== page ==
Energy Projects Need to Consider the Public Acceptance

IMG_4407_edt Professor Peta Ashworth, the Chair of Sustainable Energy Futures at the University of Queensland, Australia, delivered a public lecture about “Achieving Social License to Operate for Energy Projects” at Jakarta Campus (17/7/2017). This lecture is a part of her series of lectures she gave while visiting SBM ITB Jakarta, mainly for teaching at SBM ITB Energy MBA (ENEMBA) Program. In the lecture, Prof. Ashworth stressed the importance of trust and public acceptance to run energy projects.

Prof. Ashworth started her lecture by presenting energy trilemma index to measure countries on their ability to provide sustainable energy through three dimensions: energy security, energy equity and environmental sustainability. These three dimensions need to be balanced to ensure the successfulness of energy projects. Energy security deals with energy supply, reliability of energy infrastructure, and ability to meet current and future energy demand. Energy equity provides accessibility and affordability of energy supply across the population Environmental sustainability is related to supply and demand-side energy efficiency and development of renewable and low-carbon energy.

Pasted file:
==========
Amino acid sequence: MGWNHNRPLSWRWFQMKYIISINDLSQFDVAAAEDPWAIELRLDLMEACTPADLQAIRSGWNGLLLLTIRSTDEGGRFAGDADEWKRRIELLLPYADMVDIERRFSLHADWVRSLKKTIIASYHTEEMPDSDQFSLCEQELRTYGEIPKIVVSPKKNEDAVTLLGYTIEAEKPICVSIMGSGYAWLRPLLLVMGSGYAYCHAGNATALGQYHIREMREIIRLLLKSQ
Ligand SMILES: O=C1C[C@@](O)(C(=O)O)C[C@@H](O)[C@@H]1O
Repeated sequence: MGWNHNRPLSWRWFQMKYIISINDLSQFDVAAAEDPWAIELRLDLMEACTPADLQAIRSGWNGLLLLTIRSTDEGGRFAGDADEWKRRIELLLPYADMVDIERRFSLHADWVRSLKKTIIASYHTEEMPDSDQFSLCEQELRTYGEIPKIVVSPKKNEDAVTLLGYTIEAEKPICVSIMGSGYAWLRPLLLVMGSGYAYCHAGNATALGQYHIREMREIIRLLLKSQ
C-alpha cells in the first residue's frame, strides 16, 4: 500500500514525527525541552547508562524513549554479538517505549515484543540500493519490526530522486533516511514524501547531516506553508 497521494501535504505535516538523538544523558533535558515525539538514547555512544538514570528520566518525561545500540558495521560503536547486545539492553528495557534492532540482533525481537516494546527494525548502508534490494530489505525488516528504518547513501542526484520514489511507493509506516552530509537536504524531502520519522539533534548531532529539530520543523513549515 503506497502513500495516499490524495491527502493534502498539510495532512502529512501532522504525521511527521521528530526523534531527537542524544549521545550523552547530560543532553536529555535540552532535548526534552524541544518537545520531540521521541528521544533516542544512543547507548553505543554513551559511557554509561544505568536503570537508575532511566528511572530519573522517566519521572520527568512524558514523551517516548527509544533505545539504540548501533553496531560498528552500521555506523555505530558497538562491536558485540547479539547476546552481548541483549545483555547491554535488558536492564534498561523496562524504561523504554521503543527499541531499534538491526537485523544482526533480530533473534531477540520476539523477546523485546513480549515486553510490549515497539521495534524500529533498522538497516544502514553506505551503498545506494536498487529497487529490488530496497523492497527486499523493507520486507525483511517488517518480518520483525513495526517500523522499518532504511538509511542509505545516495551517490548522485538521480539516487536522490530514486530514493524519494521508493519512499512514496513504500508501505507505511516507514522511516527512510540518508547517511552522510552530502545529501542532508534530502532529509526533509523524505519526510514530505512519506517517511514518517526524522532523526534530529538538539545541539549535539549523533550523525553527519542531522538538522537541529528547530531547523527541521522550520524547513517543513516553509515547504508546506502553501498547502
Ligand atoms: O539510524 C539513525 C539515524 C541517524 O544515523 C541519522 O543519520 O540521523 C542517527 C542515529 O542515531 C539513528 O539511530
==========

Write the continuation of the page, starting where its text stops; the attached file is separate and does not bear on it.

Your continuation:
Across the world, billions of people remain without access to basic energy. Considering the critical need of energy to drive prosperity, it is clear that a range of new energy projects will be required. Whether they are low emission fossil fuels, nuclear plants or renewable energy projects, each technology is not without contention.Today new energy projects are being promoted through a range of government policies, private investment or even through a mix of public and private partnerships. Whichever the route, this suggests that many energy project developers should be able to gain a social licence to operate (SLO).

Social license to operate itself is basically approval from local community and other stakeholders for a project run by business. The acceptance of social license depends on the matchness between stakeholders’ expectation and the business’ behavior in running the energy project. Here, public trust is based on organizational competence and perceived organizational integrity.

Attended by students, faculties, alumni, and industry practitioners, the lecture also discussed some cases in getting social license to operate for several energy projects in Indonesia. The lecture concluded that all stakeholders need to find common ground as well as to seek mutual understanding to gain social acceptance in every energy project.

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